[Greenbuilding] Earthship in New York

Gennaro Brooks-Church - Eco Brooklyn info at ecobrooklyn.com
Sat Jul 27 09:16:49 MDT 2013


Ross' points about PH and earthships are partly correct, but completely
incorrect for this job.

Gennaro Brooks-Church
Director, Eco Brooklyn Inc.
Cell: 1 347 244 3016 USA
www.EcoBrooklyn.com
22 2nd St; Brooklyn, NY 11231


On Sat, Jul 27, 2013 at 11:04 AM, Clarke Olsen <colsen at fairpoint.net> wrote:

> True, true; I've always felt that straw-bale was 3D stone soup.
>     Clarke Olsen
> clarkeolsendesign.com
> 373 route 203
> Spencertown, NY 12165
> USA
> 518-392-4640
> colsen at taconic.net
>
> On Jul 27, 2013, at 10:19 AM, John Salmen wrote:
>
> I liked Ross’s post. In fact I thought it was an extremely well written,
> well informed critique – I read it twice admiring the writing. I especially
> liked the comment about bottles, pop cans and tires having risen above the
> garbage pile in terms of value (also my opinion on cellulose). I also
> appreciated the humour of the ‘magical effect’ comment as I think the peter
> pan syndrome has always been an aspect of the alternative building
> movement. I view that as an accurate critical observation not an opinion.
> There are a lot of mouldering piles of half completed earthships out there
> as a testament.****
> ** **
>  *To:* Green Building
> *Subject:* Re: [Greenbuilding] Earthship in New York****
>
> On Fri, Jul 26, 2013 at 7:45 PM, Ross Elliott <relliott at homesol.ca> wrote:
> ****
> Not to rain on your parade Genarro, but "Earthship" and "Passive House" are
> rather contradictory terms, at least in New York's climate. The insulation
> values needed to reach Passive House are a long way off from dirt packed
> tires, and much as I admire what Mike Reynolds did in New Mexico with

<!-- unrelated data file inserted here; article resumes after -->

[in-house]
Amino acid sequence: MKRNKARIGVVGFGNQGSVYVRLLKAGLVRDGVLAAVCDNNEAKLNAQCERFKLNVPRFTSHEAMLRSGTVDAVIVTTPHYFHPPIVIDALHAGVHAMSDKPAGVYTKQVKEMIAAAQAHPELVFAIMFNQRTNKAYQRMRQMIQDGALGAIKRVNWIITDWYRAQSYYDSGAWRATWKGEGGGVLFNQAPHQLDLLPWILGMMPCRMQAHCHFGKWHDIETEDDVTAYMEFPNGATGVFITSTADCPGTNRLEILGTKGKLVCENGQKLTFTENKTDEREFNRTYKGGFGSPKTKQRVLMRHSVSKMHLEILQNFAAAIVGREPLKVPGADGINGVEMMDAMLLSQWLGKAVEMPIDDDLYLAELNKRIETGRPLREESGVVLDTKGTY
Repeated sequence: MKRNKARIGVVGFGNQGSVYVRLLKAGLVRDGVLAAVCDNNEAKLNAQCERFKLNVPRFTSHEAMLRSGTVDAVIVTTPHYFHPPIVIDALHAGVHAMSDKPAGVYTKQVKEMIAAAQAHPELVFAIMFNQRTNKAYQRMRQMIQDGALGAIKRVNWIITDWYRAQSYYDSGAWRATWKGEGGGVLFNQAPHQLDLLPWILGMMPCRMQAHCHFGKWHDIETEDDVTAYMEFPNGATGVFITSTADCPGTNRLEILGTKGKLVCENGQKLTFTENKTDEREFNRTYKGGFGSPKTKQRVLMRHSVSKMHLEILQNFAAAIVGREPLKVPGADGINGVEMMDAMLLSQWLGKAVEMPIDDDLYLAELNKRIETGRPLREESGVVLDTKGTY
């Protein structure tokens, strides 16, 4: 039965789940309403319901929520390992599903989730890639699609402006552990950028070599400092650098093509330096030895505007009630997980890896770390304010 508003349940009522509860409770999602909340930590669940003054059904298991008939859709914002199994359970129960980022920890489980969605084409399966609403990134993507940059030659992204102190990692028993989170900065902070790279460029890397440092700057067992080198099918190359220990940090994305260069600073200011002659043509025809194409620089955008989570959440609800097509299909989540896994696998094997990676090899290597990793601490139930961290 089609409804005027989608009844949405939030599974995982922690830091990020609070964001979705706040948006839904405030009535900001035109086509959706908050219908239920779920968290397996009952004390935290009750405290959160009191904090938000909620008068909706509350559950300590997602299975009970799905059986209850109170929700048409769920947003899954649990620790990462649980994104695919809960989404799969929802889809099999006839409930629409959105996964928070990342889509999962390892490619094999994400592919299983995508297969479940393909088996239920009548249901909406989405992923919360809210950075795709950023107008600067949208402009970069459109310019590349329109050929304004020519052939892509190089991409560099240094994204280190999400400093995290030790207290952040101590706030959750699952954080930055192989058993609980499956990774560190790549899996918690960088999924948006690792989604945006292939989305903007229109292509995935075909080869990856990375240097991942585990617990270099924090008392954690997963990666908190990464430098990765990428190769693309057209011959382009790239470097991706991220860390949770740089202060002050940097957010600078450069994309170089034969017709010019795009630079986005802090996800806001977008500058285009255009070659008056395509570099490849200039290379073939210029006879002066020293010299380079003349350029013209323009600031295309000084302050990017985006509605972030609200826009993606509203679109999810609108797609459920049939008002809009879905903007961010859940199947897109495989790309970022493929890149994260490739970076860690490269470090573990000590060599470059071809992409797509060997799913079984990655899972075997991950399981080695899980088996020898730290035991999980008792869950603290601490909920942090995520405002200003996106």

> materials that weren't being recycled back then, bottles, pop cans and
> tires
> are no longer just garbage. It's a tremendous amount of work to build with
> tires, some people I know of spent several years just getting the walls up
> and then couldn't afford to complete the structure. Some are convinced the
> thermal mass of Earthships have some magical effect on energy consumption,
> and that over-glazed sloped south walls don't leak, overheat during the day
> and lose heat excessively at night, despite evidence to the contrary. I've
> been to Taos and stayed in an Earthship, and have read everything Mike
> Reynolds wrote and watched all the videos, and I respect the creativity in
> these homes which certainly should be part of any decent green building
> project, but I hope that by investigating "Passive House concepts" you'll
> discover the shortcomings of Earthships in a cold climate. Why not
> insulated
> rammed earth, strawbale, or even super-insulated wood frame construction?
>
> Solar thermal radiant is barely economically feasible (with a backup
> system)
> with a certified Passive House in northern climates, so go with a cold
> climate air source heat pump or geothermal, if those are your only choices
> and you really want a tire house. But if you build a true Passive House,
> you
> can heat with a much simpler, cheaper combo DHW system, cool with a ground
> loop and night cooling bypass on your ERV and save a fortune on HVAC
> installation costs. Plus you can add solar thermal to the mix if you like,
> with an appreciable % of energy boost.
>
> Ross Elliott LEED-AP, CPHC
> Homesol Building Solutions Inc.
> Almonte, ON
>
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